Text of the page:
1. a) What type of data are we dealing with? Nominal, ordinal, interval, or ratio?

Again, the data are nominal since EACH traveler’s purpose is either for internal company visit or not.

 

  1. b) What is the probability that more than 25% of the business travelers say that the reason for their most recent business trip was an internal company visit?

σ =

So = 4.71 = Z    So area = virtually 1 – 1 = 0 since it is almost off the chart

  1. c) What is the probability that between 15% and 20% of the business travelers say that the reason for their most recent business trip was an internal company visit?

= -3.14 = Z, and   = .79 = Z

 

so area =.7852 – .00084 = .78436

 

  1. d) What is the probability that between 133 and 171 of the business travelers say that the reason for their most recent business trip was an internal company visit?

 

p1= 133/950 = .14   p2= 171/950 = .18

 

= -3.93 = Z, and = -.79 = Z

 

so area = .2148 – .00004 = .21476

 

31 – 32)  These are up to you!

DOC701 MODULE 4 CASE ASSIGNMENT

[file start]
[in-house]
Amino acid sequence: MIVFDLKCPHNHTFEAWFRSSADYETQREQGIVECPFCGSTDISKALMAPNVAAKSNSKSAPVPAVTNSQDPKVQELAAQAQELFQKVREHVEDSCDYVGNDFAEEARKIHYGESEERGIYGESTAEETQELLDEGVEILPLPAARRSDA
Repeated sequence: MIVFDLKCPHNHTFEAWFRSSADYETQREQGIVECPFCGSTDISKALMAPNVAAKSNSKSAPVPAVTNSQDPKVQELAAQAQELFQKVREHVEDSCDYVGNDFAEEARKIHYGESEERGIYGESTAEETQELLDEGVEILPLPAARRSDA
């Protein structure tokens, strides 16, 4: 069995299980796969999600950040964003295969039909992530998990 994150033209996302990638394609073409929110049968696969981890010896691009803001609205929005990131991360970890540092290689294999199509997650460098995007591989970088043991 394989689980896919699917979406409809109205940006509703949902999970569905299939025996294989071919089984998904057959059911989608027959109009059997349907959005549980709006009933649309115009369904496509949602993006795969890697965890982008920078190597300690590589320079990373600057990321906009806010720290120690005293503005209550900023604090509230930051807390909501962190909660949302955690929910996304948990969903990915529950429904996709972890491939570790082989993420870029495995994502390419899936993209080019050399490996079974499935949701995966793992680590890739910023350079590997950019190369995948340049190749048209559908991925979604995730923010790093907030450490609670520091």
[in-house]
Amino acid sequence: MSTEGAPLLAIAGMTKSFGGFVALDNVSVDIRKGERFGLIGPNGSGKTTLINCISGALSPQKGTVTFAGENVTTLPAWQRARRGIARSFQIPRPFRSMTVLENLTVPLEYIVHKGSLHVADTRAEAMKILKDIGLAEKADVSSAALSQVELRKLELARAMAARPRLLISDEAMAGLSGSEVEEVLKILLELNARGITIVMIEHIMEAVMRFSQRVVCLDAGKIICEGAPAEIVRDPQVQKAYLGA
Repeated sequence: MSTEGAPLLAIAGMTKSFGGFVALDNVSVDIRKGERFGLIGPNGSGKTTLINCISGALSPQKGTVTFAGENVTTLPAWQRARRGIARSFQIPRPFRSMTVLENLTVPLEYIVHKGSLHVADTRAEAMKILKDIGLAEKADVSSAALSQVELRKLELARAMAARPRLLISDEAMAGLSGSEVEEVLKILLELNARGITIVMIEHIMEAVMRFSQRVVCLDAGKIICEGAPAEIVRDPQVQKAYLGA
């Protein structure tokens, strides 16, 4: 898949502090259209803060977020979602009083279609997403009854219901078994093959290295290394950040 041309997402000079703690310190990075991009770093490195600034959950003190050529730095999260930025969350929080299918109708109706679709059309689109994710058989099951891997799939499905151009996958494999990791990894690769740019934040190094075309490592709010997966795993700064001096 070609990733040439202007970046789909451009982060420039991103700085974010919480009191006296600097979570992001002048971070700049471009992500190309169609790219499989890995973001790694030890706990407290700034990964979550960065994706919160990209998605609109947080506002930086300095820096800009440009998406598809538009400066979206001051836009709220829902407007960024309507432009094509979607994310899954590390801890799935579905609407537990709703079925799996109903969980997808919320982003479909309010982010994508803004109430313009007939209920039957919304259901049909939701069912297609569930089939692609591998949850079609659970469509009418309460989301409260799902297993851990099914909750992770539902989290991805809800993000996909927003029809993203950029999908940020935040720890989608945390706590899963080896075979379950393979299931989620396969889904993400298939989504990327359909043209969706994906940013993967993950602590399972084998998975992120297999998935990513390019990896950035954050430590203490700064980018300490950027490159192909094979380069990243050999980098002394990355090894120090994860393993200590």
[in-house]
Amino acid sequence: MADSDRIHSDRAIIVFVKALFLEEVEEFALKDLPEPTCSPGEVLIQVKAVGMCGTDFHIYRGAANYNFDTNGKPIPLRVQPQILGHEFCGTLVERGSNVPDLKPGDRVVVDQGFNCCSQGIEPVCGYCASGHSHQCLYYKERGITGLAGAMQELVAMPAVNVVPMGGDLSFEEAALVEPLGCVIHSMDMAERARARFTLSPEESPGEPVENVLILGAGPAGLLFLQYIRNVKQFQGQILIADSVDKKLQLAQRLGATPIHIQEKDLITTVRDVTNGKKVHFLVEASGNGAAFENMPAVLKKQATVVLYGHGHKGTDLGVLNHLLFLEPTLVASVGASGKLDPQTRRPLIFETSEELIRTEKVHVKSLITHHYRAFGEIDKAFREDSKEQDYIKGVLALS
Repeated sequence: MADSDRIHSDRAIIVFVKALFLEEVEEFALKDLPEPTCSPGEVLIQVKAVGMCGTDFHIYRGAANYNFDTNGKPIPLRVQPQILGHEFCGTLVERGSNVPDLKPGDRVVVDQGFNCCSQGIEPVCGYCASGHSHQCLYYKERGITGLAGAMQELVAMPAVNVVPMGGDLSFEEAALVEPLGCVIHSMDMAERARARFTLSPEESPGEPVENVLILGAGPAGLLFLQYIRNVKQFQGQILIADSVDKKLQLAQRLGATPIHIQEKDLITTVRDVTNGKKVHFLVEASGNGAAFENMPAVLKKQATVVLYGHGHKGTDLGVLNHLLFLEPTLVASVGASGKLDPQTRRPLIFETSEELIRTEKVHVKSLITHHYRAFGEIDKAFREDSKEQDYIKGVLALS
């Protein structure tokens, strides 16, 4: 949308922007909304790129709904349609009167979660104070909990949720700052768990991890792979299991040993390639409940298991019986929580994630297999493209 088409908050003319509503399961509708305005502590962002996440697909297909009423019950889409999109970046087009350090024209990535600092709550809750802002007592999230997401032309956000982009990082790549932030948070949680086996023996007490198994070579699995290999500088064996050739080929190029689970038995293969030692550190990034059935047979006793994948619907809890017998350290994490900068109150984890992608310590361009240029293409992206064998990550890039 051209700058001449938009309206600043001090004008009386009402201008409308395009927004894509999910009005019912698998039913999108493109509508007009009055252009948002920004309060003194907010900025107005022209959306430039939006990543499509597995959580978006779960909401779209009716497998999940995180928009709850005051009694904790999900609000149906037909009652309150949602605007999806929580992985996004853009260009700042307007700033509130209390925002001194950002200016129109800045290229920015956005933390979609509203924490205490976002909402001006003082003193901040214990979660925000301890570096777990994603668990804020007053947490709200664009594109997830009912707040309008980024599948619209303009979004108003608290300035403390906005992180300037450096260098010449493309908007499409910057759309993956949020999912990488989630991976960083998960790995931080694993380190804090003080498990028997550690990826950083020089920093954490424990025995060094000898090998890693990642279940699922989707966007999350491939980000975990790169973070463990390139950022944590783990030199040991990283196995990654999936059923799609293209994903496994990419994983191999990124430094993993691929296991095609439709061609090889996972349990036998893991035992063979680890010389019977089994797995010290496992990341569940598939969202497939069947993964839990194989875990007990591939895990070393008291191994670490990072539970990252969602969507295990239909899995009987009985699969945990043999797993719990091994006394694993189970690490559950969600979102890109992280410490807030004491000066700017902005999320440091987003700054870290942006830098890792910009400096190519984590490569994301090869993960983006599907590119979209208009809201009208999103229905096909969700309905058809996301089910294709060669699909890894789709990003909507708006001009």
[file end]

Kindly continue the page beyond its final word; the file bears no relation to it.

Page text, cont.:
Module 4 – Home

DSP FINAL DATA ANALYSIS REPORT

Modular Learning Outcomes

Upon successful completion of this module, the student will be able to satisfy the following outcomes:

  • Case
    • Submit final draft of data analysis (Chapter 4).

Module Overview

In this module you are expected to provide a final report of data analysis following DSP chair feedback. Students with an approved Chapter 4 may begin working on Chapter 5 of the DSP.

Module 4 – Background

DSP FINAL DATA ANALYSIS REPORT

Required Reading

Books

Yin, R. K. (2018). Case Study Research and Applications: Design and Methods. Sixth Edition – Ebook PDF Version

Block, P., & Books (2011). Flawless consulting: A guide to getting your expertise used. Third Edition (3rd ed.). San Francisco, Calif: Jossey-Bass.

Optional Reading

Mills, A. J., Durepos, G., & Wiebe, E. (2010). Encyclopedia of case study research (Vols. 1-0). Thousand Oaks, CA: SAGE Publications

Tashakkori, A., & Teddlie, C. (2010). SAGE handbook of mixed methods in social & behavioral research. Thousand Oaks, CA: SAGE Publications, Inc. doi: 10.4135/9781506335193

Module 4 – Case

DSP FINAL DATA ANALYSIS REPORT

Assignment Overview

This Module must incorporate all prior feedback from the DSP Chair.

Case Assignment

  1. Review remaining DSP chair feedback on Chapter 4.
  2. Submit a revised draft of Chapter 4 into MODULE 4 dropbox of DOC701.